Verbatim: “I ah saw the er red (snickering) pickup truck hit the uh (6-second silent pause) the pedestrian.”
Non-verbatim:  “I saw the red pickup truck hit the pedestrian.”

Or suppose you’re transcribing statements from videos of your CEO for the annual report, and her fourth-quarter earnings audio includes some coughing and throat clearing due to a cold. The example below highlights why verbatim transcription isn’t the right choice.

Verbatim: “We not only beat our fourth-quarter (sniffing, clears throat) earnings projections but exceeded our projections for the first three quarters (cough) as well.”

Non-verbatim: “We not only beat our fourth-quarter earnings projections but exceeded our projections for the first three quarters as well.”

Intelligent verbatim transcription

Intelligent verbatim transcription edits out distracting fillers and repetitions from the spoken word. The intent is to provide a more concise, readable transcript while staying true to the participants’ voice and intended meaning. Examples of adjustments made with intelligent verbatim transcription include:

  • Filler words: Unnecessary words such as “you know,” “yeah,” “like,” and “hey” are removed.
  • Non-standard words: In these instances, the transcriptionist removes or corrects nonexistent words such as ain’t, irregardless, dunno, and supposably.
  • Repeating words or sentences: Stuttering and words otherwise unintentionally repeated are edited out during intelligent verbatim transcription. So are distracting, redundant sentences or phrases that unnecessarily say the same thing.
  • Long, run-on sentences and ramblings: These issues are often resolved in a transcription by creating one or more sentences to convey the information in a more readable way.
  • Irrelevant or off-topic sentences or conversations: It’s common for people to get off-topic for a moment or make an off-the-cuff remark when speaking. Intelligent verbatim translation cleans this up.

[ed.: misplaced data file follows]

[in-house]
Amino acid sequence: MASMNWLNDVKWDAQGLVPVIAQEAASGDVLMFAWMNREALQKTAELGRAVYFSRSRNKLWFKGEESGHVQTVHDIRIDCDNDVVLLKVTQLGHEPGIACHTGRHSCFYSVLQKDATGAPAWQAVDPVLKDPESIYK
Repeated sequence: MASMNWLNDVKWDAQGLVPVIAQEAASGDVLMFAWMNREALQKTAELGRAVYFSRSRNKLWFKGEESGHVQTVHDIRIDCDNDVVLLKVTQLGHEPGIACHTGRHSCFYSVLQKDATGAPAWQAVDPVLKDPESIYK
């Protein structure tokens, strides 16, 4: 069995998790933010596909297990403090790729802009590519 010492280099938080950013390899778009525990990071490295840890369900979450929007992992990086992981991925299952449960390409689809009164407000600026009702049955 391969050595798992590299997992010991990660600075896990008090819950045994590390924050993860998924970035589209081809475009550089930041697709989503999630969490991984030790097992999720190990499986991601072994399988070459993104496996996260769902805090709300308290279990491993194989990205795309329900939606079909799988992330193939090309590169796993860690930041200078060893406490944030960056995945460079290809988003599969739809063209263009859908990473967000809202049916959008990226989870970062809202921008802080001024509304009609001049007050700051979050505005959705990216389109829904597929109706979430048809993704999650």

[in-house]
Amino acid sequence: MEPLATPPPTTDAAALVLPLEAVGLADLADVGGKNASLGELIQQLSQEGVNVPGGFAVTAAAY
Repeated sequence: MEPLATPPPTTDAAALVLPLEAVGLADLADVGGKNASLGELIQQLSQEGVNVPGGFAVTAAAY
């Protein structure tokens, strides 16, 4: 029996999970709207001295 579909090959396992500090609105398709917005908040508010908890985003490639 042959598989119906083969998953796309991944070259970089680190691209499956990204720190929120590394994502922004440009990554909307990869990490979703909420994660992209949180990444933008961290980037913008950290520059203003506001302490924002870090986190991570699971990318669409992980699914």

• Removes pauses, coughing, and general noises: Anything irrelevant to the topic or that interferes with the voice of the person speaking can be omitted, including nonverbal and verbal pauses, background noises, and coughing or sniffling.

Phonetic transcription

Phonetic transcription notes the way spoken words are pronounced using phonetic symbols.

Although the English language has 26 letters in the alphabet, there are around 44 unique sounds called phonemes. A phoneme is the smallest unit of speech that can make one word different from another. The International Phonetic Alphabet (IPA) is a standardized representation of speech sounds in a written form that applies to all languages. For example, the noun dish has four letters, but the IPA presents this as three sounds: diʃ, where 'ʃ' stands for the 'sh' sound.

Why would you use phonetic transcription? An example is when a word changes in pronunciation over time. For instance, if you’re transcribing a period movie not spoken in modern English and the word quandary is used, then a phonetic transcription of quandary would be appropriate. This is because originally, the second syllable in the word quandary was stressed, whereas the first syllable is emphasized today. Another example would be differences in dialects. There are four different dialects in the United States. Using the word caramel as an example, the second “a” tends to get dropped as a vowel once you’re west of the Ohio River. If you wish to retain the dialect in which the word was spoken, use phonetic transcription.

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Which transcription would be common for your industry?

You might think industries and organizations around the globe standardize on a transcription type. This may generally be the case, but it’s not a hard rule. Consider the examples below.

  • Legal: We used a previous example of a witness testimony where verbatim transcription could be a better choice than edited transcription. When transcribing from an audio file spoken by an attorney to create a legal brief, edited transcription would be preferred. Verbal pauses such as “um” and noises like a cough would be inappropriate or unnecessary to include.